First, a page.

Washington — A record spike in fuel prices following the summer’s back-to-back hurricanes drove up a closely watched US inflation measure in September, but the underlying trend remained weak, government figures showed on Monday.

The new figures come as the US Federal Reserve prepares to begin a two-day meeting on Tuesday, with policy makers widely expected to leave benchmark interest rates untouched, but to raise them in December.

However, disagreements among policy makers were unlikely to subside in the face of a fresh batch of weak numbers in September. The Personal Consumption Expenditures price index rose 0.4% for the month, up 0.2% from August and in line with analyst expectations.

The increase was driven almost entirely by a 6.8% spike in the costs of petrol, electricity and natural gas — the largest monthly jump in the energy index in more than eight years. But when volatile food and fuel costs are excluded, the "core" index rose only 0.1% for the month, the same level now recorded for five months in a row.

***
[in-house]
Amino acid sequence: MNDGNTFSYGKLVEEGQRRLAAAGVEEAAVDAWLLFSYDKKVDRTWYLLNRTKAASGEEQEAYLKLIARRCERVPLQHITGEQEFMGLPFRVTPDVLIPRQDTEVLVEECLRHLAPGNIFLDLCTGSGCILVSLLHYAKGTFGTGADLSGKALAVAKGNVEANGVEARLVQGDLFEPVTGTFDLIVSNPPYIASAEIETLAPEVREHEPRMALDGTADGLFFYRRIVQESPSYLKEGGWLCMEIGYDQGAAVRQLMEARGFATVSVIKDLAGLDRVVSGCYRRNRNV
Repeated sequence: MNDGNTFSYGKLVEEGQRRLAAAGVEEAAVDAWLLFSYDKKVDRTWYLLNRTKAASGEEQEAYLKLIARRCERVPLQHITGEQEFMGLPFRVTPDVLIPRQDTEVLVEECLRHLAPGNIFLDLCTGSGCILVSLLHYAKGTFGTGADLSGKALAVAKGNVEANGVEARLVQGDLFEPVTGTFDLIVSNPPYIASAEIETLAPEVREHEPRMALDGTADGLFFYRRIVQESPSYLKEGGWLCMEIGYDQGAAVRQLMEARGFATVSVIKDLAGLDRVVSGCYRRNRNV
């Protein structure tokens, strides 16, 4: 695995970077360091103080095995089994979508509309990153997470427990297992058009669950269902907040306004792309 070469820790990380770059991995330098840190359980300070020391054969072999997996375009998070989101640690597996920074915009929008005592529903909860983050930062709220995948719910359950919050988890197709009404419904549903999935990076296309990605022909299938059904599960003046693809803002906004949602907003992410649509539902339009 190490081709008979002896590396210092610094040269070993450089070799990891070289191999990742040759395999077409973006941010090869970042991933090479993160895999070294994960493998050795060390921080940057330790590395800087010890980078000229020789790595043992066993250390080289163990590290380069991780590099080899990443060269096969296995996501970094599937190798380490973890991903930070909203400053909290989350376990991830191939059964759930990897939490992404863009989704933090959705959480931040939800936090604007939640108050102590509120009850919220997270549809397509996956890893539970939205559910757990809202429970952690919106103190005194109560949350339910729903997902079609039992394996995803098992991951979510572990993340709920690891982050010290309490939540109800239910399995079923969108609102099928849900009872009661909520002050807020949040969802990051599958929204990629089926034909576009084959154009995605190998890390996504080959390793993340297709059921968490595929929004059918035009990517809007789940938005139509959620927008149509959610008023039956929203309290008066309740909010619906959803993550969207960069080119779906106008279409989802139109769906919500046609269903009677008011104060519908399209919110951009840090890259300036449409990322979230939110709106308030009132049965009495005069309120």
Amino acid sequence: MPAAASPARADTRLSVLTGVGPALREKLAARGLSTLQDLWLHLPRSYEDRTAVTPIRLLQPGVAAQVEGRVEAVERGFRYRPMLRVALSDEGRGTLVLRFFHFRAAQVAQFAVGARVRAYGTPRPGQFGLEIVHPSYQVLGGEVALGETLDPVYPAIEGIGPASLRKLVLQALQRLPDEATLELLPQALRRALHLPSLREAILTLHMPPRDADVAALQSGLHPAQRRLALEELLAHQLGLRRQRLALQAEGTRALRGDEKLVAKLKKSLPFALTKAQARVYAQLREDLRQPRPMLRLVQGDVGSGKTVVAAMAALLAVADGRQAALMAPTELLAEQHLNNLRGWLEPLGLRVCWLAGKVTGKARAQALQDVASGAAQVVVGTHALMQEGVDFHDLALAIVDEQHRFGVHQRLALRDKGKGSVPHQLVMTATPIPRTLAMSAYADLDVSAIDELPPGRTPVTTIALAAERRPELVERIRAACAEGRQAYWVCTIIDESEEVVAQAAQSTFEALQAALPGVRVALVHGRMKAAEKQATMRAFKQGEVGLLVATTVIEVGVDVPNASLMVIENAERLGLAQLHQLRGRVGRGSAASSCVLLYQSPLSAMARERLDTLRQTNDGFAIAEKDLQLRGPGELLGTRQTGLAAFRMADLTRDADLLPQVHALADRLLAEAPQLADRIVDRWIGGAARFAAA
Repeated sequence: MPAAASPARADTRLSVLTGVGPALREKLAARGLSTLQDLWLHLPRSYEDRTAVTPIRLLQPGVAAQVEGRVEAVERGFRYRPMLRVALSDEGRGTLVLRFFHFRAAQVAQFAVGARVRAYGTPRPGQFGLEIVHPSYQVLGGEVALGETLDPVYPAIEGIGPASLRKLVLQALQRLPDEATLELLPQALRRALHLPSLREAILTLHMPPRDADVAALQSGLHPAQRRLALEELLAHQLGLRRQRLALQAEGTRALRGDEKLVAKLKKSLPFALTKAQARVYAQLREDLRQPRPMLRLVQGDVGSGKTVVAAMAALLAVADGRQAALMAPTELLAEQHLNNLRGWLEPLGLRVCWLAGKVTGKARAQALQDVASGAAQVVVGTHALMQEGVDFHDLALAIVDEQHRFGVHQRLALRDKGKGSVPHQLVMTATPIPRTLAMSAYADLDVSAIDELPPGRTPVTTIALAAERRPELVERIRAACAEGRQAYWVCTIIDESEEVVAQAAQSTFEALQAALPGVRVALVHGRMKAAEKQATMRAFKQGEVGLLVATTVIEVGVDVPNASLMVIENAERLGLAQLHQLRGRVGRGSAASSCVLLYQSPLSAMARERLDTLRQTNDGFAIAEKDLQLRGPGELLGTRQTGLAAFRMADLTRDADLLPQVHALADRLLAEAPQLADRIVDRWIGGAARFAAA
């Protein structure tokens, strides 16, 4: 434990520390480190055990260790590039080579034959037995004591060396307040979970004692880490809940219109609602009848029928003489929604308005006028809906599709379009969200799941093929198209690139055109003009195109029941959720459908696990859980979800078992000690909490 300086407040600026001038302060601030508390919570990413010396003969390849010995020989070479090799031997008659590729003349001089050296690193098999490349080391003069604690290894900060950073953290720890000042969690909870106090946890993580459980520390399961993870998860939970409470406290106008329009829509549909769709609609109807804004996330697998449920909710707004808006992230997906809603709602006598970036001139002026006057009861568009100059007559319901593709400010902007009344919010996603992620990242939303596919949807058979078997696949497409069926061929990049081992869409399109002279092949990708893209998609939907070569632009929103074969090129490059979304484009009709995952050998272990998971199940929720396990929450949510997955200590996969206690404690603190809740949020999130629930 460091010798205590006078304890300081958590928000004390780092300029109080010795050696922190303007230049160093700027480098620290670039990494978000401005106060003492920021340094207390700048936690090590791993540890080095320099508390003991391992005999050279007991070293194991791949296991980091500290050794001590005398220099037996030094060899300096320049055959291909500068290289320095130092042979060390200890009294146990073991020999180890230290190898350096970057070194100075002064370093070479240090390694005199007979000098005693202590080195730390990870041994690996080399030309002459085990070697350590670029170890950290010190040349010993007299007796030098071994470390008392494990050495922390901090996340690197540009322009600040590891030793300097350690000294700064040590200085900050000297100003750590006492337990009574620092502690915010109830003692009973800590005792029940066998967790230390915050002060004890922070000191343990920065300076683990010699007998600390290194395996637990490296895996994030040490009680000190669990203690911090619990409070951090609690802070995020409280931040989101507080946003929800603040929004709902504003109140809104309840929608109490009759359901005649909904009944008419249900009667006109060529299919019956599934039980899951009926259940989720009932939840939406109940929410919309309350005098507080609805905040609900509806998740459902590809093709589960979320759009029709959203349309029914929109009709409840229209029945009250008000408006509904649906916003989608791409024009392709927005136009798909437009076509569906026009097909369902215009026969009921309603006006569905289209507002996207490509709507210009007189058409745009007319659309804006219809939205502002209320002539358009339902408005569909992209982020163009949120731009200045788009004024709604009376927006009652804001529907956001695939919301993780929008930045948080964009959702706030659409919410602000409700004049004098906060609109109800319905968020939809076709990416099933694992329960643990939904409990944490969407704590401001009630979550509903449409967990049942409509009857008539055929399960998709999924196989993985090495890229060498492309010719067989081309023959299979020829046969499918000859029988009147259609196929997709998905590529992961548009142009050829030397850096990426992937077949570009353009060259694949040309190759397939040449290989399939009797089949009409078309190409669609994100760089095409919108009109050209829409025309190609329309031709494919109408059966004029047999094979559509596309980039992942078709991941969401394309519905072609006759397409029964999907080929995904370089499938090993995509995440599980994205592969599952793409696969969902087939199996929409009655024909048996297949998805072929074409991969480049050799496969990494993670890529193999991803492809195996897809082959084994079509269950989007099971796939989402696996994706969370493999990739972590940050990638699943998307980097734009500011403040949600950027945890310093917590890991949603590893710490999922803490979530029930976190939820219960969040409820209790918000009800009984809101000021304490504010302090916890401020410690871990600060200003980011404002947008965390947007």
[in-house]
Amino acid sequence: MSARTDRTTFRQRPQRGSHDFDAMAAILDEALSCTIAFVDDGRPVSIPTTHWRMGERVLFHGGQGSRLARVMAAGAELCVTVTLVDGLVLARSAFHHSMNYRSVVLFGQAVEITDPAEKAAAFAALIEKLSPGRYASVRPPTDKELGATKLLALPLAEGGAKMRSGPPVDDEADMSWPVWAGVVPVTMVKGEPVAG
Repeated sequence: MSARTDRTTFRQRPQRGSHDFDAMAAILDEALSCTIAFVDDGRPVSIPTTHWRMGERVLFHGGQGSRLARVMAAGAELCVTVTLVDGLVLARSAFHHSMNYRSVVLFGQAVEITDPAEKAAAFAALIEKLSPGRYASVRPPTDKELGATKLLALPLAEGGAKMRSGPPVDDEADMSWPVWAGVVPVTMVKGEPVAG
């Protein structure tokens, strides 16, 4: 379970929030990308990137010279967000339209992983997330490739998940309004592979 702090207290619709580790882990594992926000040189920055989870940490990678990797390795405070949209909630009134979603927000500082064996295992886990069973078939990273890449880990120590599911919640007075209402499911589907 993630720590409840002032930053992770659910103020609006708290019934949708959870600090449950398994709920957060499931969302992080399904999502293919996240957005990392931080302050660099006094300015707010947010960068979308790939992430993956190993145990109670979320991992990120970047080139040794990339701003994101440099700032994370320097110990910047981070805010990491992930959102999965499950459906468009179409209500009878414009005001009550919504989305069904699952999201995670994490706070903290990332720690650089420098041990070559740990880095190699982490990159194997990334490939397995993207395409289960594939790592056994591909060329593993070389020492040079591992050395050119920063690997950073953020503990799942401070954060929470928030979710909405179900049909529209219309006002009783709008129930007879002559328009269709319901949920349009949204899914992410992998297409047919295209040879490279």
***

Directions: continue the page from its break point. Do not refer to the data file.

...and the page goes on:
On a 12-month basis, the index grew 1.6%, up 0.2% from August, but the core index held steady at 1.3%, the same as in August.

The core annual measure has held below the Fed’s 2% target without interruption for more than five years.

Persistently low inflation has bedeviled policy makers during much of 2017, with Fed chairperson Janet Yellen describing the low price pressures variously as a "mystery," a "surprise" and a "concern." Most members of the Federal open market committee, which sets US monetary policy, appear to favour raising rates in the belief that inflation will soon spring to life.

Officials said hurricanes Harvey and Irma affected consumer spending, but they were unable to isolate the storms’ effects given how the underlying data were collected.


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